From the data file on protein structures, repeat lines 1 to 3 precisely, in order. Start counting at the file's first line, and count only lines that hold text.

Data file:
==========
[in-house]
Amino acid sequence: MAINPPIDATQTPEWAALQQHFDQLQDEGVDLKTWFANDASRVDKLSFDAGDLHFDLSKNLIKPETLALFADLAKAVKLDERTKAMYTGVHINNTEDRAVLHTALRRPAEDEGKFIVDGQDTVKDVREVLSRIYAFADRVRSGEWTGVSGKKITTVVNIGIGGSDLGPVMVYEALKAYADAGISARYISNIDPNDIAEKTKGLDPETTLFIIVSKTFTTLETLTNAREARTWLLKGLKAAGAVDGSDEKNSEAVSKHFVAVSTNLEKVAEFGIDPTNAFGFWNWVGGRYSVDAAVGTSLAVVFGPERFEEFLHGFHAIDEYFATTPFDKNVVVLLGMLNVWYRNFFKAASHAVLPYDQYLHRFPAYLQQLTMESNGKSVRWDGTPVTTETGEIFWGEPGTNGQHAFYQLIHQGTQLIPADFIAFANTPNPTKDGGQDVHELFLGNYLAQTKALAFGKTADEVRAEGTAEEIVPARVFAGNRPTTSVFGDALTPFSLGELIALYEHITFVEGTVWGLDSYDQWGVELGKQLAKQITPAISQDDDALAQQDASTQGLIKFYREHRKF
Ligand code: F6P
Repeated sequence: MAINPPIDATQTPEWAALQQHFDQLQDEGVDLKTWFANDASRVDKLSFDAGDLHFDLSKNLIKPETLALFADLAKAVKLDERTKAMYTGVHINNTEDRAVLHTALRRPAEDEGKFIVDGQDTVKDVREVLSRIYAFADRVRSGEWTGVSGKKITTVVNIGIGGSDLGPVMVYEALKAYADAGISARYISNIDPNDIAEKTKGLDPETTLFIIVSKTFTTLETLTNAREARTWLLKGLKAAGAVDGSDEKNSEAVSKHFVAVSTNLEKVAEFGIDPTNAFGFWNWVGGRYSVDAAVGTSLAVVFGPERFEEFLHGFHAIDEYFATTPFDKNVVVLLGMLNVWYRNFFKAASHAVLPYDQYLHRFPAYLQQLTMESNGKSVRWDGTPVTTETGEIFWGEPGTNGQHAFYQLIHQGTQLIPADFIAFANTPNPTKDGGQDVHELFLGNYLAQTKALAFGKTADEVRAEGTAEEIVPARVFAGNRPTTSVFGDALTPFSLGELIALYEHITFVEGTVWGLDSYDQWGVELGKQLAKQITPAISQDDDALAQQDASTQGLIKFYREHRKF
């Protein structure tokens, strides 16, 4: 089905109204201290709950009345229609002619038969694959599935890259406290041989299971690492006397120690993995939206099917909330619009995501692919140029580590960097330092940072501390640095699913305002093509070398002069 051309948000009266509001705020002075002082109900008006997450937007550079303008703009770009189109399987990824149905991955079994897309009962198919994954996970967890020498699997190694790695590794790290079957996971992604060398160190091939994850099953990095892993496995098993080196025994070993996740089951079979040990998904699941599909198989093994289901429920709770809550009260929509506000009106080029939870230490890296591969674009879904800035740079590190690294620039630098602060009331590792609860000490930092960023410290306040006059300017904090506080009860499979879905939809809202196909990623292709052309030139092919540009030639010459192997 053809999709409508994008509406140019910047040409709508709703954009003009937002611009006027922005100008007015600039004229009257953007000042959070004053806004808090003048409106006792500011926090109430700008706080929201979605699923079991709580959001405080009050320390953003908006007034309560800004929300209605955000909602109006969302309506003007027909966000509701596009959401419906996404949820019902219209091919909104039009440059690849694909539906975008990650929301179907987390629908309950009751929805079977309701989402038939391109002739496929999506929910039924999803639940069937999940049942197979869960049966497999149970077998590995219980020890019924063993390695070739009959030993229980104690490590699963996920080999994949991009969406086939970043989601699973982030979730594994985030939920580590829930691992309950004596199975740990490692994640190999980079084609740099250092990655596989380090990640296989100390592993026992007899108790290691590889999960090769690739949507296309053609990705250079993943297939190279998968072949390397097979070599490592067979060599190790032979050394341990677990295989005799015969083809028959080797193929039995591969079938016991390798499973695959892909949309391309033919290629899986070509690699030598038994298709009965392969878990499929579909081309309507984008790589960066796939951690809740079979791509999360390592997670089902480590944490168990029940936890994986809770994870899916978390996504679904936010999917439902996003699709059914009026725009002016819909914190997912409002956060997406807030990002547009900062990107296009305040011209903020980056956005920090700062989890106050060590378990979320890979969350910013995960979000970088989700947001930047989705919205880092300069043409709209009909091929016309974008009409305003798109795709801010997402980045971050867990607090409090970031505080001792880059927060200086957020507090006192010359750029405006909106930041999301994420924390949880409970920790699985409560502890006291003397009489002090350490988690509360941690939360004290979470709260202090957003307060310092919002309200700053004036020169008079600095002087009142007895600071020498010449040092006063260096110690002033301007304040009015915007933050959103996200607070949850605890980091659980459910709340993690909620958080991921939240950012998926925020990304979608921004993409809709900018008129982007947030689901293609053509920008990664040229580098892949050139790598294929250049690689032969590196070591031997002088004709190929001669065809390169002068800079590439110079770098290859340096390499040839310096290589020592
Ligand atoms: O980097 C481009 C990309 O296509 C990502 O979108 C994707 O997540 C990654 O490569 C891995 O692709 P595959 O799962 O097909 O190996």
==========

[in-house]
Amino acid sequence: MAINPPIDATQTPEWAALQQHFDQLQDEGVDLKTWFANDASRVDKLSFDAGDLHFDLSKNLIKPETLALFADLAKAVKLDERTKAMYTGVHINNTEDRAVLHTALRRPAEDEGKFIVDGQDTVKDVREVLSRIYAFADRVRSGEWTGVSGKKITTVVNIGIGGSDLGPVMVYEALKAYADAGISARYISNIDPNDIAEKTKGLDPETTLFIIVSKTFTTLETLTNAREARTWLLKGLKAAGAVDGSDEKNSEAVSKHFVAVSTNLEKVAEFGIDPTNAFGFWNWVGGRYSVDAAVGTSLAVVFGPERFEEFLHGFHAIDEYFATTPFDKNVVVLLGMLNVWYRNFFKAASHAVLPYDQYLHRFPAYLQQLTMESNGKSVRWDGTPVTTETGEIFWGEPGTNGQHAFYQLIHQGTQLIPADFIAFANTPNPTKDGGQDVHELFLGNYLAQTKALAFGKTADEVRAEGTAEEIVPARVFAGNRPTTSVFGDALTPFSLGELIALYEHITFVEGTVWGLDSYDQWGVELGKQLAKQITPAISQDDDALAQQDASTQGLIKFYREHRKF
Ligand code: F6P